This is not the way to win public support

 

LIKE most Queenslanders I grew up with a very clear set of boundaries, everything from manners to sportsmanship and what is fundamentally right and wrong.

To me, the protests this week in Brisbane have stepped over the community's acceptable line for demonstrations.

As the head of a union, I thoroughly support the democratic right to protest and yes, we as police have, in the past, marched and participated in campaigns to influence debate in this state. However there is a fundamental principle that should always be the foundation for any action, and that is: the objective of the demonstration is to get the broader community to listen to your argument and believe it has merit.

A woman being detained by police during a climate change protest on Brisbane’s William Jolly Bridge. Picture: Annette Dew
A woman being detained by police during a climate change protest on Brisbane’s William Jolly Bridge. Picture: Annette Dew

There is a public perception now that this week's protests have become nothing more than irritating static and a massive inconvenience. Daily disruptions have caused people to be late for work, school, university, and medical appointments that have sometimes been months in the planning.

I congratulate the law abiding citizens who have attempted to clear a path for emergency vehicles to navigate along blocked roads. When police and others are responding urgently, for example to a domestic violence incident, every second is precious and potentially a life is in the balance.

The protesters are now making people angry. The disruption is not attracting respect for the cause, but that's part of the problem. There is no single cause. Splinter groups have clouded the message and it's all become white noise. Their antics initially were considered by most people passing by as slightly amusing, dancing in the park, costumes, witty banners and slogans. But the voices became fractured by anyone with an environmental gripe, or any gripe really.

Fear became a thread and that made people uncomfortable.

Police who are constantly called to Extinction Rebellion protests are barred from important work in the community. Picture: Annette Dew
Police who are constantly called to Extinction Rebellion protests are barred from important work in the community. Picture: Annette Dew

Any hope of a hearts and minds victory was lost when the actions spread from the roads to the rail network. Commuters were trapped on trains as controllers flashed red lights on rail lines across the city, as a precaution, so they could assess the threat. These high-profile acts by protesters intended to maintain publicity now have zero chance of motivating a political change.

These so-called protesters using these locking devices, some of which are fitted with "extras" to harm police trying to remove them are abhorrent and disgust the entire community. Police assigned to these protests are also parents, partners and workers who want to go home safely at the end of their shift. Permits to protest don't include permission for citywide gridlock, intersection lock downs, and outrageous lock-on devices or daily irritation.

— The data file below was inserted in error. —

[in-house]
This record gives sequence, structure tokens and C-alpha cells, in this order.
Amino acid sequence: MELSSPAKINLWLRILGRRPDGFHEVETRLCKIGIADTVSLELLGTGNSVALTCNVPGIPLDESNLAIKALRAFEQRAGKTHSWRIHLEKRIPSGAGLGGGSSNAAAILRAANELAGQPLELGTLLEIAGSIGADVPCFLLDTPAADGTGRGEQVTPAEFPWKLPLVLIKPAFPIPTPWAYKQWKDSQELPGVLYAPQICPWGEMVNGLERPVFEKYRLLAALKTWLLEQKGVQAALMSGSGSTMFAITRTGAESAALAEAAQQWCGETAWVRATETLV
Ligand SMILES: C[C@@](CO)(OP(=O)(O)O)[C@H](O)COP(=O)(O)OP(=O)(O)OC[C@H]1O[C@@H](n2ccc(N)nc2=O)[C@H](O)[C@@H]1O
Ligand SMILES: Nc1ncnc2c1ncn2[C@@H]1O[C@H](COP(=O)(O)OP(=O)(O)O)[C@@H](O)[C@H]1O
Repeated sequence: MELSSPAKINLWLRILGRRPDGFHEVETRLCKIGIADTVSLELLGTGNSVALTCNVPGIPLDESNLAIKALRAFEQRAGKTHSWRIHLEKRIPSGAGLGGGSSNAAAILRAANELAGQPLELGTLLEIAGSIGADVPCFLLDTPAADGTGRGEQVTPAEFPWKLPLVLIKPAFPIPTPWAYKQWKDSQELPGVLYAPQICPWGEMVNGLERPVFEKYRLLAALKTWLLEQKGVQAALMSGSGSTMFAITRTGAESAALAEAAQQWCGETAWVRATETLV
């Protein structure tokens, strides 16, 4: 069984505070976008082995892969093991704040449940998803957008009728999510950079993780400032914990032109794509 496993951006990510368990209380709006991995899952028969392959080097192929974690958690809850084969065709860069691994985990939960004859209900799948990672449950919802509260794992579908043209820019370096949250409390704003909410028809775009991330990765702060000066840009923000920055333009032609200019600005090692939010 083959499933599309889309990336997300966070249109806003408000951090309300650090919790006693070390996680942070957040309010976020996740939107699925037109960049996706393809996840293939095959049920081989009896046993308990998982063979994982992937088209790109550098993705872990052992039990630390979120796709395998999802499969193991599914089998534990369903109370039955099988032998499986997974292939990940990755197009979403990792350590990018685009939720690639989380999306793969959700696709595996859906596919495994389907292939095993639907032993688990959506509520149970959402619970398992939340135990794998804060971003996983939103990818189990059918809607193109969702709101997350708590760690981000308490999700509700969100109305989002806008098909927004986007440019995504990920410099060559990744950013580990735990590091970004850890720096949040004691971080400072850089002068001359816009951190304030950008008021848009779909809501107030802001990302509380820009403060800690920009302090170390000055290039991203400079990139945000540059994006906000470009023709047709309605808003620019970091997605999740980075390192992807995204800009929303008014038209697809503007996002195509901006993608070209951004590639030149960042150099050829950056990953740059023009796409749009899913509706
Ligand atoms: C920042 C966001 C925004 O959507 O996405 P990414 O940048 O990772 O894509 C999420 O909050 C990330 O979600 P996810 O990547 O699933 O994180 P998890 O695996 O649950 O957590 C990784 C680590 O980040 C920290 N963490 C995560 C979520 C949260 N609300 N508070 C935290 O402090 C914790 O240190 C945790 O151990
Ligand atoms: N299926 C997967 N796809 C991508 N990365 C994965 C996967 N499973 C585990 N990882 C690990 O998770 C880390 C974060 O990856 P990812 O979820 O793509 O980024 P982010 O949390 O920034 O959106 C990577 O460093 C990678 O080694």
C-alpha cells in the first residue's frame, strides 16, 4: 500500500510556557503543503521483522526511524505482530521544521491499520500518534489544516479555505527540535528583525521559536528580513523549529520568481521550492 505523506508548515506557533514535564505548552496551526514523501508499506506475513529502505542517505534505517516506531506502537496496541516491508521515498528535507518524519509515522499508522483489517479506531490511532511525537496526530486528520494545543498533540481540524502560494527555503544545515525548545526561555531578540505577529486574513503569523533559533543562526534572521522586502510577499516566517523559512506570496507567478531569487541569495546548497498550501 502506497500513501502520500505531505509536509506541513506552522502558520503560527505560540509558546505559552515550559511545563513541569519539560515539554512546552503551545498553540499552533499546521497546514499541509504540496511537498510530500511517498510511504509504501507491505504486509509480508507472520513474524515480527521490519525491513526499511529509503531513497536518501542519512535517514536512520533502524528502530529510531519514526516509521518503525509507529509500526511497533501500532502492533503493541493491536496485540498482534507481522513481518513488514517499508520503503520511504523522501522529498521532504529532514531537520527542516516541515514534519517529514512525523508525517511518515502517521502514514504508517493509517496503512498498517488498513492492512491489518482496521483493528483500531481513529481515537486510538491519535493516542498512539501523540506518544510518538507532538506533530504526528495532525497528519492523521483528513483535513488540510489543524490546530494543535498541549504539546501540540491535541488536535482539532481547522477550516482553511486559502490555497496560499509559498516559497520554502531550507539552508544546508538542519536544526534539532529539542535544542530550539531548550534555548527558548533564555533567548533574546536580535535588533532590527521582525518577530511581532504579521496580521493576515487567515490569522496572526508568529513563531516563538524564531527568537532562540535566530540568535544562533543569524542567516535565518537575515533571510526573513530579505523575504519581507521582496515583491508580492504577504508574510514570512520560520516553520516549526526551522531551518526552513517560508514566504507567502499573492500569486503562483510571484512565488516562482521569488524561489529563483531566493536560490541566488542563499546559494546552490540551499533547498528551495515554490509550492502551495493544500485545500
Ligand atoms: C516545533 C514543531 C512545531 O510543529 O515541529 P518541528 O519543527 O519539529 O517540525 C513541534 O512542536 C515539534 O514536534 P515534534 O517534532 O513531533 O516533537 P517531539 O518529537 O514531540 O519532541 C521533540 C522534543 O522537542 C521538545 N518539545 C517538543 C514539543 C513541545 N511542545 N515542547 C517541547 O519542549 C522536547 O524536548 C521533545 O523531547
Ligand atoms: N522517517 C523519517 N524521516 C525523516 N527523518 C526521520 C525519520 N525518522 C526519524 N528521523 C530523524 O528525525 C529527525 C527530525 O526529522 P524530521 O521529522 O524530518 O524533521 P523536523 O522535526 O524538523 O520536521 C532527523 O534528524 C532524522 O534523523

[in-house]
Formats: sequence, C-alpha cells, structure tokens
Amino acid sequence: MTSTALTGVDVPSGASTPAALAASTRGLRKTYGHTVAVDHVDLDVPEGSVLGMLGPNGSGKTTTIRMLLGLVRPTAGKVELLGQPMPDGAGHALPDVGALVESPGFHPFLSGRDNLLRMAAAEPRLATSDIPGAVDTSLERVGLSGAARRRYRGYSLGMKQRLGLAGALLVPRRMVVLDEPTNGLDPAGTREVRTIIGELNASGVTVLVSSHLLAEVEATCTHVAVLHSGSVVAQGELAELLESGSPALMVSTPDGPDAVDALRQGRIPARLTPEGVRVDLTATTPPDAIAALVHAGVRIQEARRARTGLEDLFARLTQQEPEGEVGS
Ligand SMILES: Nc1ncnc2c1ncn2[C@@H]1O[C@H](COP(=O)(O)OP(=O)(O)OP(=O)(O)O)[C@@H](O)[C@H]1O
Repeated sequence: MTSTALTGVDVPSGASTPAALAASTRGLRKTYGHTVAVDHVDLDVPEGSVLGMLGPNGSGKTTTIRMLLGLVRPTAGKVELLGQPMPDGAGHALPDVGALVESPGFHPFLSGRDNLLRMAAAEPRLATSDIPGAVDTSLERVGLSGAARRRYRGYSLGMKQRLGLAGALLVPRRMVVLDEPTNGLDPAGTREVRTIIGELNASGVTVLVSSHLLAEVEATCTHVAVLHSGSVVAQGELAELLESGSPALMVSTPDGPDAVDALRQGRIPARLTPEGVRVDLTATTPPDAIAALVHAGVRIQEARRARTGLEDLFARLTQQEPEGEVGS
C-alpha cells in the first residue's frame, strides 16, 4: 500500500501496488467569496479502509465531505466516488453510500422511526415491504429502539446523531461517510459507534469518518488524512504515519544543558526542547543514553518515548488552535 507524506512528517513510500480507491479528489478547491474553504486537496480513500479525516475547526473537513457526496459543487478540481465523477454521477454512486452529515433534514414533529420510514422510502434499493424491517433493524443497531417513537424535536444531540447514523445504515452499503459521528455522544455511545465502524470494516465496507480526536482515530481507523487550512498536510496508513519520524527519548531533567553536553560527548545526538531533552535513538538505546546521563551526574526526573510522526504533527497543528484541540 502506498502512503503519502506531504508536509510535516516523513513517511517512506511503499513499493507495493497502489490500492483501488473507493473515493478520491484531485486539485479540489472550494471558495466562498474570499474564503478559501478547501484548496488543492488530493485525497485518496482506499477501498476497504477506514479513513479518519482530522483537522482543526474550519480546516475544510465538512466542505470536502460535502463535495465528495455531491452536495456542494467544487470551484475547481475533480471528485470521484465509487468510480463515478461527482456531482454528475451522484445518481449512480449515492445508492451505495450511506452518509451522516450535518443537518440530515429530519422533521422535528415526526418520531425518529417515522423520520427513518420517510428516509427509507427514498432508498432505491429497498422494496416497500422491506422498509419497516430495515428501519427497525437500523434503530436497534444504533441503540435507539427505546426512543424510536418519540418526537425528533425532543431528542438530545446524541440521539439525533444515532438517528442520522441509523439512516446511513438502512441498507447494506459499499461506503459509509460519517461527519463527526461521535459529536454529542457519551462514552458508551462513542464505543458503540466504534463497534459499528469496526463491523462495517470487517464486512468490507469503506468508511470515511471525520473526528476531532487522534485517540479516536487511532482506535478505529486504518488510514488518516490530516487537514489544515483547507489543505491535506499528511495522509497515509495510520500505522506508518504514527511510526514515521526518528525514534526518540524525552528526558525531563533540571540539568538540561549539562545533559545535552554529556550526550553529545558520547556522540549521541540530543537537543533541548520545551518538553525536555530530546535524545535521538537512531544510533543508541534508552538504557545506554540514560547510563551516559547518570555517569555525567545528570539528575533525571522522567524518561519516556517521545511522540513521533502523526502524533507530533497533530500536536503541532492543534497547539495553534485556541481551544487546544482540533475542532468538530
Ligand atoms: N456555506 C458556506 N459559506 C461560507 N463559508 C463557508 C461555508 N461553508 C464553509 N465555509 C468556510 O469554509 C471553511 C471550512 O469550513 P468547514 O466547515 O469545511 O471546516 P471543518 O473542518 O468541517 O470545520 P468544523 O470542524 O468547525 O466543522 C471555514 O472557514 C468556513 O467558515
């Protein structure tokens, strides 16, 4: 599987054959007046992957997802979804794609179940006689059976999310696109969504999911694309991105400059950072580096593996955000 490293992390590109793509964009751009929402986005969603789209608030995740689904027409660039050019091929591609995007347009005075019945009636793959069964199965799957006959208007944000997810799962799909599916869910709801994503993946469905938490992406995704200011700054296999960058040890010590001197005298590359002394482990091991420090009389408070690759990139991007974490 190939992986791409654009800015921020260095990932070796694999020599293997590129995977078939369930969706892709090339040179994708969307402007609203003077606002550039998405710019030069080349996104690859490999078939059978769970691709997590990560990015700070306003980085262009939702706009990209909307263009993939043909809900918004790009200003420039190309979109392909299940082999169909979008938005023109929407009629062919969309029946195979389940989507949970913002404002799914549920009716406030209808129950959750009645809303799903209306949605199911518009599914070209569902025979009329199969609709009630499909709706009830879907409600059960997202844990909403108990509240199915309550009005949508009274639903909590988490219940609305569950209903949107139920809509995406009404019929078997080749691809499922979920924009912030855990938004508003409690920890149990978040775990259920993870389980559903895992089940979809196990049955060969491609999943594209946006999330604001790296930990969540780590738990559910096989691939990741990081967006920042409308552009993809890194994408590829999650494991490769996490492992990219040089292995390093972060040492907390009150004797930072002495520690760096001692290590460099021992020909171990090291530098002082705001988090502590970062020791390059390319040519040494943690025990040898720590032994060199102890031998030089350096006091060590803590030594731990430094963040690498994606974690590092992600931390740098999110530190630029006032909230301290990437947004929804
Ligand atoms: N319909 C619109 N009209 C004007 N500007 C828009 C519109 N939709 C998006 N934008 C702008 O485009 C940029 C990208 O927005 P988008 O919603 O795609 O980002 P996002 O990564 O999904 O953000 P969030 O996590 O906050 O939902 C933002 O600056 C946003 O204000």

We as police pride ourselves on our modern approach of relying on communication and negotiation rather than arrest. So successful have we been that in recent years, we have had more than 500 protests in Queensland and next to no arrests, until now with this current group who have no desire to negotiate, compromise or enter into dialogue. It's "their way and nothing else".

Queensland Police Union president Ian Leavers. Picture: Claudia Baxter/AAP
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The new law changes proposed this week are great tools police can use to protect the community and ease the anger Queenslanders are now feeling as they are exasperated by these protests. Officers will be able to seize lock-on devices and apparatus that can be used in disruption protests before they can be deployed meaning that illegal protests will not drag on for hours on end and no-one will, hopefully, have to be arrested.

All this week I have been stopped by people in the street praising the patience demonstrated by police in dealing with the protests. Queenslanders are a patient and tolerant lot and in my view we're the most laid back of all Australians.

However there's now a palpable simmering tension being displayed by innocent people affected by these protests and I fear there's now a very real possibility police may soon have to shield protesters themselves from a cranky, disgruntled and fed-up community whose patience has finally run out.

Whenever there's a law and order debate people consistently demand police action in their suburbs. We know the reality is there's never going to be a cop on every corner, but at least these new laws will help in targeting those intent on breaking the law. They will also release police from the time-consuming protest response, so they can get on with real policing and serving those who legitimately need our help.

 

Ian Leavers is president of the Queensland Police Union